This Is Why We Hang Tinsel at Christmas | NONAGON.style
This Is Why We Hang Tinsel at Christmas

This Is Why We Hang Tinsel at Christmas

The more you know!

Written by –
Jess Ng
on December 2nd 2017

Jess loves good design! She spends her weekends exploring the sights, sounds and architecture of the world. Another favorite activity is taste-testing local delicacies.


Ever wondered why do we hang tinsel at Christmas? When it comes to holiday decor, there is nothing more quintessentially Christmas than garlands of  gleaming tinsel shining proudly in a riot of festive hues. Wrapped around a twinkling evergreen, or set atop holiday-inspired tablescapes, there’s just something about those strings of sparkle that instantly infuse a space with Christmas cheer. But have you ever stopped to think about where tinsel came from? Read on for the surprisingly interesting answer.

Festive living room complete with tinsel and Christmas tree | NONAGON.style
image source

The History of Tinsel

Derived from the Old French word for sparkle, tinsel has a long history stretching back to the 16th century. Originally made from extruded strands of silver alloy, tinsel was in fact first used to decorate sculptures. It was only later that it became a Christmas tree decoration, employed to enhance the flickering of the candle flames.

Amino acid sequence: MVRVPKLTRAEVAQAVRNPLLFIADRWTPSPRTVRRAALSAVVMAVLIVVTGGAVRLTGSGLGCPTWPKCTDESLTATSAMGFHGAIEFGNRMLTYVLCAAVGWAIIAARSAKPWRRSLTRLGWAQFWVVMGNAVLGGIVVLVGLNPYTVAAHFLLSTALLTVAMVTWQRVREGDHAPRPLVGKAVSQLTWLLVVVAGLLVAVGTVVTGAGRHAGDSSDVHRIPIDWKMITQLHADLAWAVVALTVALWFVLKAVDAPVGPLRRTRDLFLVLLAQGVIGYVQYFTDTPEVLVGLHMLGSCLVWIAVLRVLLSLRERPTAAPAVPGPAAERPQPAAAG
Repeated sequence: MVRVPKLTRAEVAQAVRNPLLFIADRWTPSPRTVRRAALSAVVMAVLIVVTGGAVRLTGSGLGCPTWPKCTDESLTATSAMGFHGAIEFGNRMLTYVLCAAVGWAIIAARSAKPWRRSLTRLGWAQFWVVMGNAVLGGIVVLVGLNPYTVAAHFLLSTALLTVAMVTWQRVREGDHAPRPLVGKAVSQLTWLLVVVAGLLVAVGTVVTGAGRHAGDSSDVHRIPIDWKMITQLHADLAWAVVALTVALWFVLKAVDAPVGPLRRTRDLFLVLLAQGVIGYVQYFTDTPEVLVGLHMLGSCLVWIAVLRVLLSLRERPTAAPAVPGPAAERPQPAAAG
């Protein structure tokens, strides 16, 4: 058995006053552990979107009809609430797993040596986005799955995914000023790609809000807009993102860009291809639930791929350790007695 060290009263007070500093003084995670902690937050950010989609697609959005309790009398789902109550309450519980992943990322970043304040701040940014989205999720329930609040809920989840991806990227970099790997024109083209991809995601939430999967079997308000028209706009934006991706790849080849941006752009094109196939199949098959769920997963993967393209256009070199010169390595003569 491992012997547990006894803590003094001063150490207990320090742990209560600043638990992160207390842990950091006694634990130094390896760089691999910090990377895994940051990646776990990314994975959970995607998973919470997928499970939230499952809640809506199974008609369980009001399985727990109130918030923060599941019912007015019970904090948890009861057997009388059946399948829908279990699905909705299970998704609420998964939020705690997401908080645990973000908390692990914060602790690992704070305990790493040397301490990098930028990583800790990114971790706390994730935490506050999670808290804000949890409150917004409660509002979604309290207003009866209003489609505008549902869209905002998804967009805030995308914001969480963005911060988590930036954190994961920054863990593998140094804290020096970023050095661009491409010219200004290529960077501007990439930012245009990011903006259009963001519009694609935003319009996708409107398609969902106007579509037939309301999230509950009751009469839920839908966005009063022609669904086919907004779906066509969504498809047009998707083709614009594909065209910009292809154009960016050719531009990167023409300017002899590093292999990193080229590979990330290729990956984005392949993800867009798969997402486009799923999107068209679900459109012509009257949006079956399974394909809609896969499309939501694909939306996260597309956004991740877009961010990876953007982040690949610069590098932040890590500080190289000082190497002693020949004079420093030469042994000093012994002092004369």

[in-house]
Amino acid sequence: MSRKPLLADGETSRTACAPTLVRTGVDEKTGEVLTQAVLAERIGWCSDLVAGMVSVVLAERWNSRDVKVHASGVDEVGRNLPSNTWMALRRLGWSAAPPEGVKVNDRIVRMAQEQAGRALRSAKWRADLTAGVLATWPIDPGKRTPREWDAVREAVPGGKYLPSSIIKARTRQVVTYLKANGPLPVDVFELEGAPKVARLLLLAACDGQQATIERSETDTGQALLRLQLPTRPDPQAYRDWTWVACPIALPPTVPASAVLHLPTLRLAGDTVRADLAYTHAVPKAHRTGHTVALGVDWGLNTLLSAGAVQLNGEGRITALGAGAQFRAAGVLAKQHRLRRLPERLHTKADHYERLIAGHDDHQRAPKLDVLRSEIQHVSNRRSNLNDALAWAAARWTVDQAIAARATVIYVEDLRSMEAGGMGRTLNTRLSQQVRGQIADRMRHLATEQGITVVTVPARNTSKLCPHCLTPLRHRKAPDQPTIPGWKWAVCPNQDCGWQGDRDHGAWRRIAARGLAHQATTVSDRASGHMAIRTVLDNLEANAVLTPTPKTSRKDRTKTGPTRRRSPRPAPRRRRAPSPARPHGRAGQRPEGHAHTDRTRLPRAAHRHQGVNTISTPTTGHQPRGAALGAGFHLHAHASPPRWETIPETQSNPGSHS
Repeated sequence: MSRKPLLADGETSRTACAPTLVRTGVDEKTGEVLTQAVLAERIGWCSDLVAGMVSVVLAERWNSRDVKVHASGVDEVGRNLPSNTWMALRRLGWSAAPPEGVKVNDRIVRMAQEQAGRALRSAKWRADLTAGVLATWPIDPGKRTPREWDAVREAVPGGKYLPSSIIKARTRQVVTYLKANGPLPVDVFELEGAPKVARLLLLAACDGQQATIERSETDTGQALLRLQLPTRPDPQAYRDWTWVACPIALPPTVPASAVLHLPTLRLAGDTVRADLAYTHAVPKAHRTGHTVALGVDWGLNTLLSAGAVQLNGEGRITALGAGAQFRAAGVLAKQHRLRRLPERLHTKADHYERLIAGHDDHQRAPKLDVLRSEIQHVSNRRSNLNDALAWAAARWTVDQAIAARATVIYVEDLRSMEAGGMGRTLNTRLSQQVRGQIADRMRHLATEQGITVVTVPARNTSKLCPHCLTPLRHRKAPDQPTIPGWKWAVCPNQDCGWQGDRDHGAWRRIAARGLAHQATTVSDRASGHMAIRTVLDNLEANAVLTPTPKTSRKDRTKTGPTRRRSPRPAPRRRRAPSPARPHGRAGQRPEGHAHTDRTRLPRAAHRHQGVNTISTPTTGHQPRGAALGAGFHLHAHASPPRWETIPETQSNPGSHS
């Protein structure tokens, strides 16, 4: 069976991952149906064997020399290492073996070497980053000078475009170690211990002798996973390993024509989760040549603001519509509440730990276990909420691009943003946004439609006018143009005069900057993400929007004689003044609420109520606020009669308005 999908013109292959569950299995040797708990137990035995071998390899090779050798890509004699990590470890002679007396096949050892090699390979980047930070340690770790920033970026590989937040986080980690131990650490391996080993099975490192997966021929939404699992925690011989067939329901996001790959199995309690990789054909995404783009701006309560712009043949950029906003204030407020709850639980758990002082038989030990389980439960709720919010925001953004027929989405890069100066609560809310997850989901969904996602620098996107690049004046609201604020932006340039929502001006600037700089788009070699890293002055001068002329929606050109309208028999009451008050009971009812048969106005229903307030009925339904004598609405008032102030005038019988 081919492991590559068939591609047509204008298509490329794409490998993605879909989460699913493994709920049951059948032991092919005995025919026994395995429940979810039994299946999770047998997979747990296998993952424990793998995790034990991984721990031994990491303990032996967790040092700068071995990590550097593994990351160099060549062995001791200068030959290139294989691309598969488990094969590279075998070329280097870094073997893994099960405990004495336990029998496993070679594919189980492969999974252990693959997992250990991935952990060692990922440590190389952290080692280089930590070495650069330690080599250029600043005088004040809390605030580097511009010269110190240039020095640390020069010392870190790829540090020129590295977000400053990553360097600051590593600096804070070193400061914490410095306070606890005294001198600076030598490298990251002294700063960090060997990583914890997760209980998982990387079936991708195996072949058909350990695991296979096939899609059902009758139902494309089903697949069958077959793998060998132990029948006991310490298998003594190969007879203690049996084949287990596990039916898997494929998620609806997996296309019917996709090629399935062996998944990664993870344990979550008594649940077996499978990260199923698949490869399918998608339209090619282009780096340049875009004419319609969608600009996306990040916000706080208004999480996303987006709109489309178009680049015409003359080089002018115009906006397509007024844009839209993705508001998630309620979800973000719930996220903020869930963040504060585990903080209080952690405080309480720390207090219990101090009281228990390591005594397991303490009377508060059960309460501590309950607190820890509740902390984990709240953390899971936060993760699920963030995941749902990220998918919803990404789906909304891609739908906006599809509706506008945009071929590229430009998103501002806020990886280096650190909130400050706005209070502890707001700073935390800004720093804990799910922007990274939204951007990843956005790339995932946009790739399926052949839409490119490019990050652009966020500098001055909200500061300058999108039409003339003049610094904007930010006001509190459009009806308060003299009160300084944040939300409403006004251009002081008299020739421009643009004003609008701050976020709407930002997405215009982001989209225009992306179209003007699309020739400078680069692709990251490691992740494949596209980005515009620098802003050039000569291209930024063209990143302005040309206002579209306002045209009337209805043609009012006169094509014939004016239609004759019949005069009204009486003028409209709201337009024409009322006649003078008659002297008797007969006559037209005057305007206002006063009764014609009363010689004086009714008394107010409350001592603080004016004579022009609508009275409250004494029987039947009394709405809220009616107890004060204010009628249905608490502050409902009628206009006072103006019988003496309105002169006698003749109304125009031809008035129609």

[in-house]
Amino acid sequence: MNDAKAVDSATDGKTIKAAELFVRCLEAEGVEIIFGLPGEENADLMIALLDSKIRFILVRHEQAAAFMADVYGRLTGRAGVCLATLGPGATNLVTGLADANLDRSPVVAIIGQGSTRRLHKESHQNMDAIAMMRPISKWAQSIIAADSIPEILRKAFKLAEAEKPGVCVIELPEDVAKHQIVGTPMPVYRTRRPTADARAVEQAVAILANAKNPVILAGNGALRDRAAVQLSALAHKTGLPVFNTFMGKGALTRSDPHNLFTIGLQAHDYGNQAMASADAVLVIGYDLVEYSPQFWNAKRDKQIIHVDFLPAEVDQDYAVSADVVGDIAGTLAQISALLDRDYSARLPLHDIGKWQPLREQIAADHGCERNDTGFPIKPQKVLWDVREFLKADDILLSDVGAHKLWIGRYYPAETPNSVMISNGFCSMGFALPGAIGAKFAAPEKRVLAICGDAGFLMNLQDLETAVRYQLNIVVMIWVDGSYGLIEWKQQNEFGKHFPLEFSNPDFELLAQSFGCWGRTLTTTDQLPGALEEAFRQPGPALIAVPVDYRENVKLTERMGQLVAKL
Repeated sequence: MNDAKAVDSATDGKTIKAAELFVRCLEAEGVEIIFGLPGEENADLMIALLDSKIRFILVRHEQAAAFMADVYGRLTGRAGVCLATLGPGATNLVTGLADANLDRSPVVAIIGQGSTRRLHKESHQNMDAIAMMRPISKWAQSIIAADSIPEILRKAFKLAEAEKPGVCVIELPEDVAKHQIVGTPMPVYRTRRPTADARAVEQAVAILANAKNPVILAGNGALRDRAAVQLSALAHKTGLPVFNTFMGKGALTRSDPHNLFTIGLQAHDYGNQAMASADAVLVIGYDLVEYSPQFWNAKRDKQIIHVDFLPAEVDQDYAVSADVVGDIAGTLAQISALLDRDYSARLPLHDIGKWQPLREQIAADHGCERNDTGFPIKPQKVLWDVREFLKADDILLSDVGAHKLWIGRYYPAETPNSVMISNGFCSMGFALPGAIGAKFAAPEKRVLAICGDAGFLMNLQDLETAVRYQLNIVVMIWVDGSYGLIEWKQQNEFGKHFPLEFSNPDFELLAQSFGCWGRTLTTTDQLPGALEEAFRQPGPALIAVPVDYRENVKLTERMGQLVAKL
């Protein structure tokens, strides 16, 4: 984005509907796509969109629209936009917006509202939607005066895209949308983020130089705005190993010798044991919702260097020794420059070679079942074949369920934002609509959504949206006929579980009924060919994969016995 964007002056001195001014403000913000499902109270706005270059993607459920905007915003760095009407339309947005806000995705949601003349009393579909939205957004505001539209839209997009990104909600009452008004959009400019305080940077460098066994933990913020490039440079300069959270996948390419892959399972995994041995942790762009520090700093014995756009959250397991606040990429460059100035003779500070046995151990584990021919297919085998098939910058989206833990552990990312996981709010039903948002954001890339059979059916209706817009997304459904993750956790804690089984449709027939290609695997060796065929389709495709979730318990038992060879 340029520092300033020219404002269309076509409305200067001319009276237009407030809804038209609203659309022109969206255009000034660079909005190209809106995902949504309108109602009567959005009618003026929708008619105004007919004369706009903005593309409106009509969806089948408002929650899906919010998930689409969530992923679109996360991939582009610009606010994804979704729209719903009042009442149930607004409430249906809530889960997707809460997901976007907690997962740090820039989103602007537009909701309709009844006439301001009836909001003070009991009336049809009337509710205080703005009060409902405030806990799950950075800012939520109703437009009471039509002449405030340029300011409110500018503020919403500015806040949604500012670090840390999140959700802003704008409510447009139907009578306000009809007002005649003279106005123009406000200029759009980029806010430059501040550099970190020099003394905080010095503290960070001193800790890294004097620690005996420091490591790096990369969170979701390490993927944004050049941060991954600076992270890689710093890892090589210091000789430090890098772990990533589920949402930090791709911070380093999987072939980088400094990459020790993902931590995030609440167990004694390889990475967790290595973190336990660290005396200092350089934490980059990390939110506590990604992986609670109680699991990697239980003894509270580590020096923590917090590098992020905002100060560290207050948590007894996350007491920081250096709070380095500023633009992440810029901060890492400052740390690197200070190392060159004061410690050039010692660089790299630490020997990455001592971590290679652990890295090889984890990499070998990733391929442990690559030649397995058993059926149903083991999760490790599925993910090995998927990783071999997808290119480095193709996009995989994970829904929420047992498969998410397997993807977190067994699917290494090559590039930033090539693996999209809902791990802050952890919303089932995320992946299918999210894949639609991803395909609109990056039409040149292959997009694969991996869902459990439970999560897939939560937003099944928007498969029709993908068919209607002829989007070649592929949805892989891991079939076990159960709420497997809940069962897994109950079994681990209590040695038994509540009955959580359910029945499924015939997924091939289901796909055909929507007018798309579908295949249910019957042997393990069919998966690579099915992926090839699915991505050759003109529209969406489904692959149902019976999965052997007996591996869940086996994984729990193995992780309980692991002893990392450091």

Retro vintage Christmas tree with tinsel | NONAGON.style
image source

Evolution of Materials Used for Tinsel

By the early 20th century, manufacturing allowed for the production of cheaper aluminum tinsel, making the shining accessory more accessible to the masses. In the 50s, tinsel became so popular that it was often used as a substitute for Christmas lights. Even better, aluminium didn’t tarnish the way silver did, meaning it could be reused each year without dulling the shine.

 

Fast forward a few years and lead foil became the material of choice for tinsel manufacturers. Though less flammable than aluminium, lead of course came with that little problem of lead poisoning. Yikes! As lead exposure became an increasing concern in the 70s, the FDA declared lead tinsel to be an “unnecessary risk to children”.

 

Christmas Resolutions

Despite stopping short of banning lead tinsel completely, in 1972 the FDA pressured manufacturers and importers to voluntarily stop producing or importing it, paving the way for the introduction of the plastic variety we know and love today.

5 Tinsel Garlands to Bring Sparkle to your Tree

Now you’re up to date with the history of tinsel, it’s time to find the perfect tinsel accessory to get your home holiday-ready.

Blushing Tinsel Garland from Anthropologie | NONAGON.style
Blushing Tinsel Garland, Anthropologie
Lit Gold Beaded Garland Tinsel from Laura Ashley | NONAGON.style
Lit Gold Beaded Garland, Laura Ashley
Multi Glitter Garland Tinsel by Crate and Barrel | NONAGON.style
Multi Glitter Garland, Crate and Barrel
Silver Leaves Ribbon Tinsel from One Kings Lane | NONAGON.style
Silver Leaves Ribbon, One Kings Lane
Warm Tones Tassel Garland Tinsel from Anthropologie | NONAGON.style
Warm Tones Tassel Garland, Anthropologie

If you liked this article then you have to check out the story behind the Christmas bauble too! To see more articles like this in the future, make sure you hit the ‘heart’ button.

 

Follow us on Pinterest and Instagram for even more home inspiration!

Tags:

No products in the bag.